You might think starting an online business, be it on a major selling site or totally on your own, is a simple, cut-and-dry process. Buy a domain, post a few pictures of your products and voila! you're good to go. Not so fast, though. Despite the ease with which you can get a website going and the enthusiasm you'll have for your new small business, there are actually quite a few important legal considerations you need to address, first.
1. Your License And/Or Permit
For many items that you could sell online, no special permit or license is required; however, be sure of this before you begin. Certain specialty products may require you to hold a permit, if the category they fall into is at all regulated, such as supplements or healthcare devices. Give your county licensing department a quick ring, to make sure you're in compliance with the local laws governing your product(s).
2. The Taxes That Apply To You And Your Customers
Taxes online can be very tricky, unless you're the world's largest retailer. Until you can claim such a powerful status, you're going to need to find out how you tax, who you tax, what you tax and at what rate. It's good to know this way ahead of time, so you can clearly explain the taxes that apply to your customers. Keep meticulous records of everything as you go along, to make filing your taxes later as easy and accurate as possible.
3. What You Need To Copyright Or Trademark
Even if you don't think you need to trademark your shop or copyright your business name, it may be in your best interest to do so. Talking with a small business lawyer, you'll find all of this out, along with making sure you're not violating anyone else's trademarked or copyrighted material yourself. A search will likely be involved, following which you can proceed without the worry of infringing on others and with the comfort of knowing your brand is protected.
4. Shipping Laws
For the most part, shipping is a matter of logistics, but in some cases, you may not be able to ship your items without some restrictions. For example, perfumes and nail polishes, due to their volatile nature, may require special labels or additional fees. If you're not sure about your products, check with the Federal Trade Commission, who has all kinds of rules you should look into or ask your attorney to explain special shipping rules and regulations. From the warranty you might offer on a product to how you handle the sensitive data of your customers, there's much to learn.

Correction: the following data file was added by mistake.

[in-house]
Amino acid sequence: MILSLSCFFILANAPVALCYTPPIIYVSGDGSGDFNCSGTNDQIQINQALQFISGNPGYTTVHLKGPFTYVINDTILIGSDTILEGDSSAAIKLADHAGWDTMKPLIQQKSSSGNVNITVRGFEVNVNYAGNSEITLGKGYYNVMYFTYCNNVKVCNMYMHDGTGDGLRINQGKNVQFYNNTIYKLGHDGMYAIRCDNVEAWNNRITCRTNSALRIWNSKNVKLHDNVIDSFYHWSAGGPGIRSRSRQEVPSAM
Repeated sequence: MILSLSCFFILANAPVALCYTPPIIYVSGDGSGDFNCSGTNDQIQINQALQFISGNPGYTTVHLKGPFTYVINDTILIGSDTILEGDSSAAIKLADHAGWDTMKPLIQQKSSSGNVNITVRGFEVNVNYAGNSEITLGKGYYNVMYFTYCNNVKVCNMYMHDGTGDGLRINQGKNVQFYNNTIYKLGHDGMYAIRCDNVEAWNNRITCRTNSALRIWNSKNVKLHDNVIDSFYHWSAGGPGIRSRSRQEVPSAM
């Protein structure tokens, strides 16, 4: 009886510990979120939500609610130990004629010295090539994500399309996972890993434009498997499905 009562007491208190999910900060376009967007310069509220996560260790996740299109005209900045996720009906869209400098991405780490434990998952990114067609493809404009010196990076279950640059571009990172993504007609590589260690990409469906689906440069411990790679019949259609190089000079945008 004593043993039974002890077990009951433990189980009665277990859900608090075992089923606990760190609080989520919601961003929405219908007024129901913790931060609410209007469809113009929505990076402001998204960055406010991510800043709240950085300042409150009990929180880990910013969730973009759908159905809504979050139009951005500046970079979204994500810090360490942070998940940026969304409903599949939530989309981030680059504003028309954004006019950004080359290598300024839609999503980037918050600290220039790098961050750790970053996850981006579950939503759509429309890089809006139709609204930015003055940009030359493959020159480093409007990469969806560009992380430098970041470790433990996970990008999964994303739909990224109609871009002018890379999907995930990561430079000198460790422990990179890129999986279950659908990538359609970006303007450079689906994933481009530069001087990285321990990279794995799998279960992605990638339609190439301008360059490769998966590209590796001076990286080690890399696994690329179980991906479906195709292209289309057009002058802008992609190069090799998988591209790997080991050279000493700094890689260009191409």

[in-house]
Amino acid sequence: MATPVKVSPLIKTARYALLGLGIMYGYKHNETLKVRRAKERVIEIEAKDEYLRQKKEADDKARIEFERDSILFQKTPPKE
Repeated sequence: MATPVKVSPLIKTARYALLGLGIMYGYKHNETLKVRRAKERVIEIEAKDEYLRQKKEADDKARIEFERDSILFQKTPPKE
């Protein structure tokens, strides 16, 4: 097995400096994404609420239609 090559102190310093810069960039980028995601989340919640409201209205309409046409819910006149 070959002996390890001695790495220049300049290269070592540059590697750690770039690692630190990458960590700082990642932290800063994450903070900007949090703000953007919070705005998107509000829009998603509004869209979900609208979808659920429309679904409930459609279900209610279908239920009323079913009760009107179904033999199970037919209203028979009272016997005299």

5. Zoning Laws
Even though you're operating out of your home, you may be storing inventory, which special regulations could apply to that you'll need to be aware of. In addition, being able to run a business from your home is considered a special circumstance and may or may not be allowed, depending on your town or city's specific zoning laws. If you start a business now, then discover later you weren't supposed to (from your home), you could lose everything, so understand how the zoning laws apply to you and your new small business.
6. The Insurance That Protects Your Business
If you thought your auto insurance was complicated, just wait until you delve into your business insurance. For this matter, you should seek the advice of a qualified attorney, just to make sure you and your business are fully protected. From defective products to the strange ways people could hurt themselves with the most benign products, cover every base you can.
As tedious and time-consuming as it is to dot all your I's and cross all your T's, it's necessary when launching a small business, even one online. Eventually, you'll be forced to contend with all these issues, and you'd much rather do it on your own terms, with the advice of a small business attorney, than to have the IRS questioning you later on or to have some other complications crop up. Know all that you need to take care of, then get it done quickly and efficiently because you have a new business to launch!